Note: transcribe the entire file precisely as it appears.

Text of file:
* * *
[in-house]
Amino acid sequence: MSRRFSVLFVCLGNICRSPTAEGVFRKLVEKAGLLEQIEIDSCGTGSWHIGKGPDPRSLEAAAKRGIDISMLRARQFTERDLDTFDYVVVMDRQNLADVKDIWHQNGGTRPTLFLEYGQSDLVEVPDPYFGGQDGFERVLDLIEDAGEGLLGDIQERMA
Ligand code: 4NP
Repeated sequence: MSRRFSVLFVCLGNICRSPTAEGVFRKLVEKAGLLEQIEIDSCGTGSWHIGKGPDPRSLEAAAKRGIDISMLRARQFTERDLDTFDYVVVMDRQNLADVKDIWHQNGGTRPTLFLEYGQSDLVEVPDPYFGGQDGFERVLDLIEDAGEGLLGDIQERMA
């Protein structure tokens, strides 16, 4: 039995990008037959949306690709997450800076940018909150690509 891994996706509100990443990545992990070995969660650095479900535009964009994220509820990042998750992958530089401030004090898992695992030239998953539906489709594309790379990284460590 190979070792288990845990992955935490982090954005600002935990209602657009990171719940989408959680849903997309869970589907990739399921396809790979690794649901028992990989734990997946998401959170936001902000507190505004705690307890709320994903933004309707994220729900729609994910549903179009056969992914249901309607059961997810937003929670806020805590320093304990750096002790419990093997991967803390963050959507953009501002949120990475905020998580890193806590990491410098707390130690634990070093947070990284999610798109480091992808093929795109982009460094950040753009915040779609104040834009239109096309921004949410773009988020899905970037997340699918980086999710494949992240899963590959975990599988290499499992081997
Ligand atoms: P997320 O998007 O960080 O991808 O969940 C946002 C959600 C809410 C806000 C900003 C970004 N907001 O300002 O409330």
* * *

[in-house]
Amino acid sequence: MSRRFSVLFVCLGNICRSPTAEGVFRKLVEKAGLLEQIEIDSCGTGSWHIGKGPDPRSLEAAAKRGIDISMLRARQFTERDLDTFDYVVVMDRQNLADVKDIWHQNGGTRPTLFLEYGQSDLVEVPDPYFGGQDGFERVLDLIEDAGEGLLGDIQERMA
Ligand code: 4NP
Repeated sequence: MSRRFSVLFVCLGNICRSPTAEGVFRKLVEKAGLLEQIEIDSCGTGSWHIGKGPDPRSLEAAAKRGIDISMLRARQFTERDLDTFDYVVVMDRQNLADVKDIWHQNGGTRPTLFLEYGQSDLVEVPDPYFGGQDGFERVLDLIEDAGEGLLGDIQERMA
């Protein structure tokens, strides 16, 4: 039995990008037959949306690709997450800076940018909150690509 891994996706509100990443990545992990070995969660650095479900535009964009994220509820990042998750992958530089401030004090898992695992030239998953539906489709594309790379990284460590 190979070792288990845990992955935490982090954005600002935990209602657009990171719940989408959680849903997309869970589907990739399921396809790979690794649901028992990989734990997946998401959170936001902000507190505004705690307890709320994903933004309707994220729900729609994910549903179009056969992914249901309607059961997810937003929670806020805590320093304990750096002790419990093997991967803390963050959507953009501002949120990475905020998580890193806590990491410098707390130690634990070093947070990284999610798109480091992808093929795109982009460094950040753009915040779609104040834009239109096309921004949410773009988020899905970037997340699918980086999710494949992240899963590959975990599988290499499992081997
Ligand atoms: P997320 O998007 O960080 O991808 O969940 C946002 C959600 C809410 C806000 C900003 C970004 N907001 O300002 O409330």